Have you ever imagined eating a meal cooked by one of the world’s top chefs? Now imagine eating that meal in space! José Andrés is already a globally known chef, humanitarian, and New York Times best-selling author. Now, he’s adding another profession to that list: he’s creating traditional Spanish paella for space travel. His meals will feed the astronauts on Axiom Space’s Ax-1 mission, the first all-private crew mission to the International Space Station.
In March, I had a chance to speak with Chef Andrés. We talked about what it’s like to create food for astronauts. Andrés is someone who wants to make connections with all types of people, and that involves creativity and imagination. It was inspiring to hear about his work. And he was funny! And encouraging: He motivates young people to work hard, dream big, and believe in themselves.
Read part of our conversation below.
TFK Kid Reporter Orlie Weitzman:
Hello, Chef Andrés! I'm really happy to be here with you.
I know that you are an internationally recognized chef, a humanitarian, a New York Times best-selling author, and a TV personality. And now, you’re devising culinary surprises for space travel. That's really cool. What sparked your interest in cooking? And how did you become a professional chef?
My love for cooking was something that happened very early in my life, slowly but surely. I don't think I work as a cook. I think I enjoy being a cook, and it happens that it has become my profession.
My mother and my father were very important [to my development as a cook]. I don't have a lot of memories of going to restaurants when I was growing up. Going to a restaurant was expensive, and my mom and my dad were working-class, a middle-class family. I remember I would go for bread every day. I would get my bike, and I would go to the bakery, and I’d pick up the bread, warm out of the oven. Or I would go with my mom to buy fruit, or I would go with my father to buy fish.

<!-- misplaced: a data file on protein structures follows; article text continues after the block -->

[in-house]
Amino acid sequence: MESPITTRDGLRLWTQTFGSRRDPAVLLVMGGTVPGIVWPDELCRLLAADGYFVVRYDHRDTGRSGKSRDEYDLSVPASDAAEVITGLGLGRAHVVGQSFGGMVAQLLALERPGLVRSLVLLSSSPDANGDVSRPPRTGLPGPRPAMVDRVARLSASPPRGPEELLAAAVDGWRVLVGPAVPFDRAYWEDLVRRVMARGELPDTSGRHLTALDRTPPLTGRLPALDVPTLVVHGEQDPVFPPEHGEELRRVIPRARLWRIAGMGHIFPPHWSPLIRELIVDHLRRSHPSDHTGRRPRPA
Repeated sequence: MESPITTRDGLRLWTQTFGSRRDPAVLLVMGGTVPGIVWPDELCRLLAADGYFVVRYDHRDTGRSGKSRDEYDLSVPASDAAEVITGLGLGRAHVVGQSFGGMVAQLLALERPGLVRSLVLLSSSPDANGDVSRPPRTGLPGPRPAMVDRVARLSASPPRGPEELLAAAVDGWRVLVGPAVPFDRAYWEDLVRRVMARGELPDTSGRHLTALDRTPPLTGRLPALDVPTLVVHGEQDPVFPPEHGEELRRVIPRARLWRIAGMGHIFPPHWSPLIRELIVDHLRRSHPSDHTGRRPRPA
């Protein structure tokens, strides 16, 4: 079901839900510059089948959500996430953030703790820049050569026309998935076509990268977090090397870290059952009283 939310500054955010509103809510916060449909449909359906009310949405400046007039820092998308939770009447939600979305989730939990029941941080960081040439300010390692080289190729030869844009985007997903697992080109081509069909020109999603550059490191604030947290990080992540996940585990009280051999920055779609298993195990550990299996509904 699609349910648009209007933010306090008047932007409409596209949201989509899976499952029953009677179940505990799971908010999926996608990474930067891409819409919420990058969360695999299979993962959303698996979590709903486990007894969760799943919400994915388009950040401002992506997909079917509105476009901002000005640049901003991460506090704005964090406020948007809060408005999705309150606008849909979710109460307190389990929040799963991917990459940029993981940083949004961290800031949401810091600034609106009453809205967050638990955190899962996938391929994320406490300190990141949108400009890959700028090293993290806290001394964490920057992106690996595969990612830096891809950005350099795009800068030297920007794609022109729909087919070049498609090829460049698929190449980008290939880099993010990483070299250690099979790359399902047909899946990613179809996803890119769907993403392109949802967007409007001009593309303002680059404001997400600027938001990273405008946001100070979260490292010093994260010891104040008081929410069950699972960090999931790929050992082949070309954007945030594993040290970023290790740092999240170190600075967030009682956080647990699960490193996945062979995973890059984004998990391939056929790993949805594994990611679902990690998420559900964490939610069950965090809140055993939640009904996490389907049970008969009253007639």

I have three brothers, and we would always help in the kitchen: setting the table, bringing the dishes to the dishwasher, helping my mom. We got to love cooking because cooking was a good moment of being together. I only have fun memories of those moments.
So it was your parents who helped spark that interest?
Yes, very much. Then, as I grew up, I began learning about chefs doing very cool things. I was 15 or 16 when I began working in the summer in a seafood restaurant up north of Barcelona, on the Mediterranean seacoast. For some reason, I found myself one summer in charge of the kitchen. Not because I was prepared to be the chef, but because the other chef left. And when there’s nobody around, what do you do? Well, you can do two things. You can quit, but then nothing happens. Or you can say, “Let me take care of it. Let me see if I can do it.”
I understand that you are collaborating with Axiom Space, and that came about because of your friendship with the commander of the Ax-1 crew, Michael López-Alegría. How did you decide to work together?
I love science fiction, and I always had dreams of what it would be like cooking for a faraway planet. I love to look at the stars. I have my own telescope, and I love to watch the [International] Space Station when it passes every night through the sky.
And so I began talking to some folks at NASA many years ago. They came to my office, they saw my laboratory, but nothing really happened for different reasons. That was fine. I showed them how I work, they showed me how they work. It was fun. Sometimes, when you meet people from other fields, it’s very good. Chefs should meet astronauts and astronauts should be chefs. Architects should meet doctors and doctors should meet painters, because when we open our connections to the world, we become more creative. We need to make sure that the different fields talk to [one another], because then we can achieve much more.